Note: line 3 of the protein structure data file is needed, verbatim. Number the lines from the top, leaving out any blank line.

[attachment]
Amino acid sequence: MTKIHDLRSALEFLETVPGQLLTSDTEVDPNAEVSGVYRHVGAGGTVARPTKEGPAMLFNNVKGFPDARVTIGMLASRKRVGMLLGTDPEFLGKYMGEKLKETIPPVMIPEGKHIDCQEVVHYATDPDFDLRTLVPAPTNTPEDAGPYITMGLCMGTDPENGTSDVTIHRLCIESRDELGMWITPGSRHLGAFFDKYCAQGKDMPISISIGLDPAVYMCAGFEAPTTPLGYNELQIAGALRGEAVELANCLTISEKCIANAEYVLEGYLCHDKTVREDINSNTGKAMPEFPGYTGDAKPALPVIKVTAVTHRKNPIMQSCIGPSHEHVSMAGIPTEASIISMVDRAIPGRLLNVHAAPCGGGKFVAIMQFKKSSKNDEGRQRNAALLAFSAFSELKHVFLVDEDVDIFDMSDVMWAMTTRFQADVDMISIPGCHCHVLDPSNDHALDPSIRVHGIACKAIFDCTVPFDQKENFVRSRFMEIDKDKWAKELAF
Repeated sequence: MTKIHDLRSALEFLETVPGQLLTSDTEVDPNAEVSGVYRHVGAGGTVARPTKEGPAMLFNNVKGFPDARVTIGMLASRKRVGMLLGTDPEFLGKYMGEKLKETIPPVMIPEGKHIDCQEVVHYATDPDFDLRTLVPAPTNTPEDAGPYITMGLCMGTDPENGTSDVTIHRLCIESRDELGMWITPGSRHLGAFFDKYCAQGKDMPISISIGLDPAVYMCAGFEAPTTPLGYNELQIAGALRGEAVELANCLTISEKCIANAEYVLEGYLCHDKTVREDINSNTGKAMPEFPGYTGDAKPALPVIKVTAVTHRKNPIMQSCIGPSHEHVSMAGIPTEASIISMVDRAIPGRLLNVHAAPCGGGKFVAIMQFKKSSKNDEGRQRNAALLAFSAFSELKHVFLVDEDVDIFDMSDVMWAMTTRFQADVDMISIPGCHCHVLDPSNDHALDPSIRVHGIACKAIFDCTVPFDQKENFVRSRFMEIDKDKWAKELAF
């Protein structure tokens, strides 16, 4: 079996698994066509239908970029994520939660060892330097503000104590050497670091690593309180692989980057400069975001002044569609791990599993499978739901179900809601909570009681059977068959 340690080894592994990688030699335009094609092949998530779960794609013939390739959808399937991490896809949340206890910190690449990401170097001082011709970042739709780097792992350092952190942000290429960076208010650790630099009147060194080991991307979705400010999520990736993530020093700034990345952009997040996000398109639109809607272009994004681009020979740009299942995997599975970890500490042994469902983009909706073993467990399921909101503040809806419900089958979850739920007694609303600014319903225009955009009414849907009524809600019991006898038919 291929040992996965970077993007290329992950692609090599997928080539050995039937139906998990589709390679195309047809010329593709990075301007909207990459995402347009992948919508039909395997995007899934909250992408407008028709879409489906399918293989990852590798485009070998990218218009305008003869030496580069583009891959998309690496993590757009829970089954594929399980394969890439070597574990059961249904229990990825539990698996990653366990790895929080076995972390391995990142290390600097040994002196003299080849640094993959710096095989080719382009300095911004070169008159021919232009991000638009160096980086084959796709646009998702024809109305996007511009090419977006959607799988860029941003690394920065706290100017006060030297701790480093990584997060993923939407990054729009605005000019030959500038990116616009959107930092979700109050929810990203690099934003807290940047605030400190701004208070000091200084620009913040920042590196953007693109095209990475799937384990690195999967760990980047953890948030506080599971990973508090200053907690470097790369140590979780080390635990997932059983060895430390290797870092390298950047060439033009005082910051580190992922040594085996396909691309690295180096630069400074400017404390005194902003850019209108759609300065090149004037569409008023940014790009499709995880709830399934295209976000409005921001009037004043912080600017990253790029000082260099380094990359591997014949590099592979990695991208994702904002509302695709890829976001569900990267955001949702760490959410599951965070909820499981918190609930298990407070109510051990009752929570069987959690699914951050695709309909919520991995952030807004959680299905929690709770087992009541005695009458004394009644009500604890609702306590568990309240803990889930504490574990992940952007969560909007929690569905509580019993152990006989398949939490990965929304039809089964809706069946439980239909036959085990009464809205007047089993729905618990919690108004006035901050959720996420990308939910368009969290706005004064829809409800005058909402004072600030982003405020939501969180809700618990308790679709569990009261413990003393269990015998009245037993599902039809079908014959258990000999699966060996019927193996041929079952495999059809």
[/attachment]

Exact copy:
């Protein structure tokens, strides 16, 4: 079996698994066509239908970029994520939660060892330097503000104590050497670091690593309180692989980057400069975001002044569609791990599993499978739901179900809601909570009681059977068959 340690080894592994990688030699335009094609092949998530779960794609013939390739959808399937991490896809949340206890910190690449990401170097001082011709970042739709780097792992350092952190942000290429960076208010650790630099009147060194080991991307979705400010999520990736993530020093700034990345952009997040996000398109639109809607272009994004681009020979740009299942995997599975970890500490042994469902983009909706073993467990399921909101503040809806419900089958979850739920007694609303600014319903225009955009009414849907009524809600019991006898038919 291929040992996965970077993007290329992950692609090599997928080539050995039937139906998990589709390679195309047809010329593709990075301007909207990459995402347009992948919508039909395997995007899934909250992408407008028709879409489906399918293989990852590798485009070998990218218009305008003869030496580069583009891959998309690496993590757009829970089954594929399980394969890439070597574990059961249904229990990825539990698996990653366990790895929080076995972390391995990142290390600097040994002196003299080849640094993959710096095989080719382009300095911004070169008159021919232009991000638009160096980086084959796709646009998702024809109305996007511009090419977006959607799988860029941003690394920065706290100017006060030297701790480093990584997060993923939407990054729009605005000019030959500038990116616009959107930092979700109050929810990203690099934003807290940047605030400190701004208070000091200084620009913040920042590196953007693109095209990475799937384990690195999967760990980047953890948030506080599971990973508090200053907690470097790369140590979780080390635990997932059983060895430390290797870092390298950047060439033009005082910051580190992922040594085996396909691309690295180096630069400074400017404390005194902003850019209108759609300065090149004037569409008023940014790009499709995880709830399934295209976000409005921001009037004043912080600017990253790029000082260099380094990359591997014949590099592979990695991208994702904002509302695709890829976001569900990267955001949702760490959410599951965070909820499981918190609930298990407070109510051990009752929570069987959690699914951050695709309909919520991995952030807004959680299905929690709770087992009541005695009458004394009644009500604890609702306590568990309240803990889930504490574990992940952007969560909007929690569905509580019993152990006989398949939490990965929304039809089964809706069946439980239909036959085990009464809205007047089993729905618990919690108004006035901050959720996420990308939910368009969290706005004064829809409800005058909402004072600030982003405020939501969180809700618990308790679709569990009261413990003393269990015998009245037993599902039809079908014959258990000999699966060996019927193996041929079952495999059809």